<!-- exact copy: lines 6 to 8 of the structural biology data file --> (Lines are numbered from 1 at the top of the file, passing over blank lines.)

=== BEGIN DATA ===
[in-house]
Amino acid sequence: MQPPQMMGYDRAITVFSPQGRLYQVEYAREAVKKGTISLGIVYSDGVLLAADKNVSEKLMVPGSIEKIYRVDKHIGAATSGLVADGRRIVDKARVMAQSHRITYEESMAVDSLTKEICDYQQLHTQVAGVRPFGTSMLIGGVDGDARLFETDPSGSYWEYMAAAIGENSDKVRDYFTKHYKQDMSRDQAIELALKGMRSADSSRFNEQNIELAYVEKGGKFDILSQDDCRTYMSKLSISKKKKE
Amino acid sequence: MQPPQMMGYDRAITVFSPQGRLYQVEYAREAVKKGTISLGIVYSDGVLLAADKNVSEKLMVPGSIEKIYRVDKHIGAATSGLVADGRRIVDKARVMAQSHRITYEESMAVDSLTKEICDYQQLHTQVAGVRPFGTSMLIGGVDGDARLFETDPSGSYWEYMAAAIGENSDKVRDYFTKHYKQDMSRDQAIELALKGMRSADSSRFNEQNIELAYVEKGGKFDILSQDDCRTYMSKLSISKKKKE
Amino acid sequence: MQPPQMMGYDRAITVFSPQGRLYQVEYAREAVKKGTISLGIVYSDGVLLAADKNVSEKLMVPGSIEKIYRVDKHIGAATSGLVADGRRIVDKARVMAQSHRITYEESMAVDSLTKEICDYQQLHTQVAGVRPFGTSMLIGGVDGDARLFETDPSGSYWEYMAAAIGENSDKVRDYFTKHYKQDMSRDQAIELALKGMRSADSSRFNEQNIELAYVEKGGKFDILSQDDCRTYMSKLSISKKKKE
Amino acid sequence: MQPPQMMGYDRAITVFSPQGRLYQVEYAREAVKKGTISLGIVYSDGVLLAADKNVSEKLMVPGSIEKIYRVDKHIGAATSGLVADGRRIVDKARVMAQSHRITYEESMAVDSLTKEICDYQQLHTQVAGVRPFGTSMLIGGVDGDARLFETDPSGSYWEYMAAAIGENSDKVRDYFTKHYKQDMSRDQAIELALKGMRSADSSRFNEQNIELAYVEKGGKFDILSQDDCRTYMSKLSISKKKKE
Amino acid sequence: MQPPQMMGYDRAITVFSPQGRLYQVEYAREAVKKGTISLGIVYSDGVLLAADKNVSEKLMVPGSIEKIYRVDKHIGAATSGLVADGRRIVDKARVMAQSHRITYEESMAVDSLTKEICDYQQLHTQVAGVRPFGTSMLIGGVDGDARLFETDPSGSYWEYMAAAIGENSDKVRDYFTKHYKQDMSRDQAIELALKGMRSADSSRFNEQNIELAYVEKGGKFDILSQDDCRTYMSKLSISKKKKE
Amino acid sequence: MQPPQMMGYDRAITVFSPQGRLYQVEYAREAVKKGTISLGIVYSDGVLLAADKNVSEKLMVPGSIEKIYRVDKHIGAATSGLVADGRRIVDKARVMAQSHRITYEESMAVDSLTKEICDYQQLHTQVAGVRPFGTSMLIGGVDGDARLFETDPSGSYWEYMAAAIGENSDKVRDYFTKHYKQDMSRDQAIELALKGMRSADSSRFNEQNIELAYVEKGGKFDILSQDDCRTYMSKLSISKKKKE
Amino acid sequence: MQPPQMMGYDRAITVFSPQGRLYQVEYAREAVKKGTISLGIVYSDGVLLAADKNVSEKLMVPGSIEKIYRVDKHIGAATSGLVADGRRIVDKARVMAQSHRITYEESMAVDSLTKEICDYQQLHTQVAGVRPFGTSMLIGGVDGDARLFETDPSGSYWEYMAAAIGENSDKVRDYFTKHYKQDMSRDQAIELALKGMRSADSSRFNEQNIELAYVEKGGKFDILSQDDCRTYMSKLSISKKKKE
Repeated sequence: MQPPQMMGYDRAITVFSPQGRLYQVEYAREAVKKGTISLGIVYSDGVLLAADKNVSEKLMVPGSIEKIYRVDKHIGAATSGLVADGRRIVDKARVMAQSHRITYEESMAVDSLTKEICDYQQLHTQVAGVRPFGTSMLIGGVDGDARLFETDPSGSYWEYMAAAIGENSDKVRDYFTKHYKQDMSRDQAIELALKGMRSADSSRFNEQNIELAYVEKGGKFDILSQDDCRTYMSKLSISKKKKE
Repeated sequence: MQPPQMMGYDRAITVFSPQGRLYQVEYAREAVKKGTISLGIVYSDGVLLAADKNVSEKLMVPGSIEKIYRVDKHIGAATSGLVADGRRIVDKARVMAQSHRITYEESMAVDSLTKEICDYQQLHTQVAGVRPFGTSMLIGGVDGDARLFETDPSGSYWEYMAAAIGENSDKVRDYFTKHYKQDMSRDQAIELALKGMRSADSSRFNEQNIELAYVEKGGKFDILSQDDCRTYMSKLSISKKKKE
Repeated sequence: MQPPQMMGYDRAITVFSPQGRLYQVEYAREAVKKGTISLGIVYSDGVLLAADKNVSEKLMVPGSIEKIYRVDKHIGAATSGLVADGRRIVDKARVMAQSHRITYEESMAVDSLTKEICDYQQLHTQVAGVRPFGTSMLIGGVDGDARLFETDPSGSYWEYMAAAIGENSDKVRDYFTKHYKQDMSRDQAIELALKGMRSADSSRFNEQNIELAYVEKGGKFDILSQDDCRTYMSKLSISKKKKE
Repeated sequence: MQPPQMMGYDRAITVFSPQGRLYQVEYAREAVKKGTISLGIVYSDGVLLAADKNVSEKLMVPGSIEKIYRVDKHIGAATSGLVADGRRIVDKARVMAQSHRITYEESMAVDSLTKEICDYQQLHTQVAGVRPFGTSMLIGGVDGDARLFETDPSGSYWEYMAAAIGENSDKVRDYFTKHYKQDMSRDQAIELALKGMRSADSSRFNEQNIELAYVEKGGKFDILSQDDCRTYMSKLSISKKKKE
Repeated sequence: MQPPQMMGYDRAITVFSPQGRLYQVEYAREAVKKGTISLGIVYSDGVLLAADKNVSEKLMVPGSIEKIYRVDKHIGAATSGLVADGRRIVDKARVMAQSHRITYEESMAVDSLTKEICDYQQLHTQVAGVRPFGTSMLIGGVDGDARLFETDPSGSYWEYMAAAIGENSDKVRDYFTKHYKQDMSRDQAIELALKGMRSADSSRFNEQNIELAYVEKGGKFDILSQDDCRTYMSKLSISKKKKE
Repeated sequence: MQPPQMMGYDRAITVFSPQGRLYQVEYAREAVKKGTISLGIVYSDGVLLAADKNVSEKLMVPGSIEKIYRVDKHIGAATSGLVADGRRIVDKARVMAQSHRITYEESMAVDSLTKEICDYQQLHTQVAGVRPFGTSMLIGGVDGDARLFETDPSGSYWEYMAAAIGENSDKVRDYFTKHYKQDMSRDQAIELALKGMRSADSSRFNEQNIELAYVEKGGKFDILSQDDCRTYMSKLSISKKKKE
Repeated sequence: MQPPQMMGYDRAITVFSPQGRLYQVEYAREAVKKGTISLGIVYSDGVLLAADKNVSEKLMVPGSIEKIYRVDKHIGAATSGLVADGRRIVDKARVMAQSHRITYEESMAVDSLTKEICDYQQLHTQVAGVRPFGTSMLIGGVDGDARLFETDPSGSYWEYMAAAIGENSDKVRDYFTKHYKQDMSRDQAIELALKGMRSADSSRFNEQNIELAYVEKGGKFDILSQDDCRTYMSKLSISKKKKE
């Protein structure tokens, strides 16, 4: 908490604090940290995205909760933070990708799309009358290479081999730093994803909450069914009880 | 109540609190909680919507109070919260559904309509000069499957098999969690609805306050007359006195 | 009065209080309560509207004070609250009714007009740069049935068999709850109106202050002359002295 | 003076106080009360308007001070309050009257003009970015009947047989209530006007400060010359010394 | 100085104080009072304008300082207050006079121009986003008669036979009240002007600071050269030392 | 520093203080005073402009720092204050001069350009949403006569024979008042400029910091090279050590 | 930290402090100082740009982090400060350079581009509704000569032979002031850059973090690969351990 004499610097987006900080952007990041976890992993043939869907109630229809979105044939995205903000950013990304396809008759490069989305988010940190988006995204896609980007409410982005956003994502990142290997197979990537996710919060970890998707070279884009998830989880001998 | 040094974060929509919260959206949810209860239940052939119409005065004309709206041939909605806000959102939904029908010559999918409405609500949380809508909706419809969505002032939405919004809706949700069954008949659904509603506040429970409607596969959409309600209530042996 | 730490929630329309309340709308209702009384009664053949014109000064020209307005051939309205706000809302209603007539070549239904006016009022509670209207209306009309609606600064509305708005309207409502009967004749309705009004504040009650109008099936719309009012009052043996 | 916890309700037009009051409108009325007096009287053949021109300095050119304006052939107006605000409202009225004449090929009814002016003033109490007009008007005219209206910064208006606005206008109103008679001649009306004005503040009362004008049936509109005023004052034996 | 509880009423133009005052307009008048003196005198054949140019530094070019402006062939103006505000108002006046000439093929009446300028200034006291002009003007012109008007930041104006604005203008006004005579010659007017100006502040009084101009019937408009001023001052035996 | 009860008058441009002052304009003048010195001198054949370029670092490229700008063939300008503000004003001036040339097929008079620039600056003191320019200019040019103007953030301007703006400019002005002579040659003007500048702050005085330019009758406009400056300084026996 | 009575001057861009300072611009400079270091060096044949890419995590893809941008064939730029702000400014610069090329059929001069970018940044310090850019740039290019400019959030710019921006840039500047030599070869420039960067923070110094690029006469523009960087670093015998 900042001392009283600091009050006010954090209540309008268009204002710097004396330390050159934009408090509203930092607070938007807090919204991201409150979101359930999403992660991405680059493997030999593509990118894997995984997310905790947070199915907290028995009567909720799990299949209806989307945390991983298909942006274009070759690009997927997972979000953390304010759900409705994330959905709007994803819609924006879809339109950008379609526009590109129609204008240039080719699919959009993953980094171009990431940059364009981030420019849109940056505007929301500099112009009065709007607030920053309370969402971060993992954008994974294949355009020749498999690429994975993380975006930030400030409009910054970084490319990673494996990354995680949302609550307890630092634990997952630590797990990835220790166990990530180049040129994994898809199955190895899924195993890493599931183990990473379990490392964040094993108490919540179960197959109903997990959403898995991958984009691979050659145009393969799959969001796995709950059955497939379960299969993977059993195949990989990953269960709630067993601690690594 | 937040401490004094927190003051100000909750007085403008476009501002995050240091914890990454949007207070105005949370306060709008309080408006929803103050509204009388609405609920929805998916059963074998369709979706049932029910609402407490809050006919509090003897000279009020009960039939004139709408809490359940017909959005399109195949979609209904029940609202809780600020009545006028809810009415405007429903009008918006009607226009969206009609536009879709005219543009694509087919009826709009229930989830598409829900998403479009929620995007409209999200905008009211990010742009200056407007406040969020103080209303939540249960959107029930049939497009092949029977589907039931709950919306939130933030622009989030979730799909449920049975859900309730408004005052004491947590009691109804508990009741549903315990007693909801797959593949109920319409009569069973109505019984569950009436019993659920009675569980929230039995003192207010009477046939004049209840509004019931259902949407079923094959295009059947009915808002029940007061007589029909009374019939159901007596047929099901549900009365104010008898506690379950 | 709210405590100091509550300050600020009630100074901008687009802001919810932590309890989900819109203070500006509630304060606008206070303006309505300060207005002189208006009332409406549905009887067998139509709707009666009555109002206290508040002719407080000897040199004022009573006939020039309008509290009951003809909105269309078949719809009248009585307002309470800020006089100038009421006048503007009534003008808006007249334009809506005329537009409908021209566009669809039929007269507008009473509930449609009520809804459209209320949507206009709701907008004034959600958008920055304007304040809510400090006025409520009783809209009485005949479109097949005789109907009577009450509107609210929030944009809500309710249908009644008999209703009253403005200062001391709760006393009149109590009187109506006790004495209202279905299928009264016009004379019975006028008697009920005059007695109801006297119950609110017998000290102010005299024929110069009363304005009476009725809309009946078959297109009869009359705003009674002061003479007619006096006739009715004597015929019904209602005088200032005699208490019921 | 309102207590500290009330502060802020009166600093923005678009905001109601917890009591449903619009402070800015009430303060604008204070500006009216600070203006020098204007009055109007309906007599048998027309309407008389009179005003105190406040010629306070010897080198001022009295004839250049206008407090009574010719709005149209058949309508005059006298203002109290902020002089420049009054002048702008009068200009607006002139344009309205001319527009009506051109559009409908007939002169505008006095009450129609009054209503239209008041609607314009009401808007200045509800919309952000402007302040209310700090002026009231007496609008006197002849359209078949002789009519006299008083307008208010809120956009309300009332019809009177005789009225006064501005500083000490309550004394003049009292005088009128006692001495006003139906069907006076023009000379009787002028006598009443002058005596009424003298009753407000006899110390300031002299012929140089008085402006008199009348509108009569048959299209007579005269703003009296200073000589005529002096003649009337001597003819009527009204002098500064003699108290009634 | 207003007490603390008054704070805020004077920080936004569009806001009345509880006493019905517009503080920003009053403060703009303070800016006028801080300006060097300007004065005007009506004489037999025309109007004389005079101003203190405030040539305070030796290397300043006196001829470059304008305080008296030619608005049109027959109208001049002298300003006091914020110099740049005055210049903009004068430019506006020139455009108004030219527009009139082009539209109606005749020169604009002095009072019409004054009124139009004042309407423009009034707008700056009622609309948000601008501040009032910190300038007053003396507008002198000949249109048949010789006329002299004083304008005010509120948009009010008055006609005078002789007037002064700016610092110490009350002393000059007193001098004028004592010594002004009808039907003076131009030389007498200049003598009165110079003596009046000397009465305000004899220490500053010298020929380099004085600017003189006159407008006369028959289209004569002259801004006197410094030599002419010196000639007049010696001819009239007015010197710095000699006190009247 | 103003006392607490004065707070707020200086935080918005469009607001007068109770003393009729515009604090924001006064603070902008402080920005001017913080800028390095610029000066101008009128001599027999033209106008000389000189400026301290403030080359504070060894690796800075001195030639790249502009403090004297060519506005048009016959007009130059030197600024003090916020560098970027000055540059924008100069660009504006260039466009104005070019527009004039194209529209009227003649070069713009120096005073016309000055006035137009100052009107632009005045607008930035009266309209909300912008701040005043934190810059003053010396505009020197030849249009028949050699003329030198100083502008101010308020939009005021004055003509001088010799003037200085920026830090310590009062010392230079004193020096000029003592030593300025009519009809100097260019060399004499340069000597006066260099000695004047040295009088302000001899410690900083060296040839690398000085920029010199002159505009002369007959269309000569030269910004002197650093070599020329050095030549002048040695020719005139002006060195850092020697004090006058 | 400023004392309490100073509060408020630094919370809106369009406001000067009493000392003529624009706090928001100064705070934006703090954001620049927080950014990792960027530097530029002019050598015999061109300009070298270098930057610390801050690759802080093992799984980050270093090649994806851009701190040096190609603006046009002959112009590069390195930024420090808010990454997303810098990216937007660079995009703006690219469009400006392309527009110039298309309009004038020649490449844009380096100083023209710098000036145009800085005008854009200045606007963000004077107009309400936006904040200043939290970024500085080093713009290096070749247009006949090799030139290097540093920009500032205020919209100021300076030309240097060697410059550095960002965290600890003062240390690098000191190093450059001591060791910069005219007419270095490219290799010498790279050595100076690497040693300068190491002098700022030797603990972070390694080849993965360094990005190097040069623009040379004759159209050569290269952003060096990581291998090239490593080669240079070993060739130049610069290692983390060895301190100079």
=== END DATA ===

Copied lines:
Amino acid sequence: MQPPQMMGYDRAITVFSPQGRLYQVEYAREAVKKGTISLGIVYSDGVLLAADKNVSEKLMVPGSIEKIYRVDKHIGAATSGLVADGRRIVDKARVMAQSHRITYEESMAVDSLTKEICDYQQLHTQVAGVRPFGTSMLIGGVDGDARLFETDPSGSYWEYMAAAIGENSDKVRDYFTKHYKQDMSRDQAIELALKGMRSADSSRFNEQNIELAYVEKGGKFDILSQDDCRTYMSKLSISKKKKE
Amino acid sequence: MQPPQMMGYDRAITVFSPQGRLYQVEYAREAVKKGTISLGIVYSDGVLLAADKNVSEKLMVPGSIEKIYRVDKHIGAATSGLVADGRRIVDKARVMAQSHRITYEESMAVDSLTKEICDYQQLHTQVAGVRPFGTSMLIGGVDGDARLFETDPSGSYWEYMAAAIGENSDKVRDYFTKHYKQDMSRDQAIELALKGMRSADSSRFNEQNIELAYVEKGGKFDILSQDDCRTYMSKLSISKKKKE
Amino acid sequence: MQPPQMMGYDRAITVFSPQGRLYQVEYAREAVKKGTISLGIVYSDGVLLAADKNVSEKLMVPGSIEKIYRVDKHIGAATSGLVADGRRIVDKARVMAQSHRITYEESMAVDSLTKEICDYQQLHTQVAGVRPFGTSMLIGGVDGDARLFETDPSGSYWEYMAAAIGENSDKVRDYFTKHYKQDMSRDQAIELALKGMRSADSSRFNEQNIELAYVEKGGKFDILSQDDCRTYMSKLSISKKKKE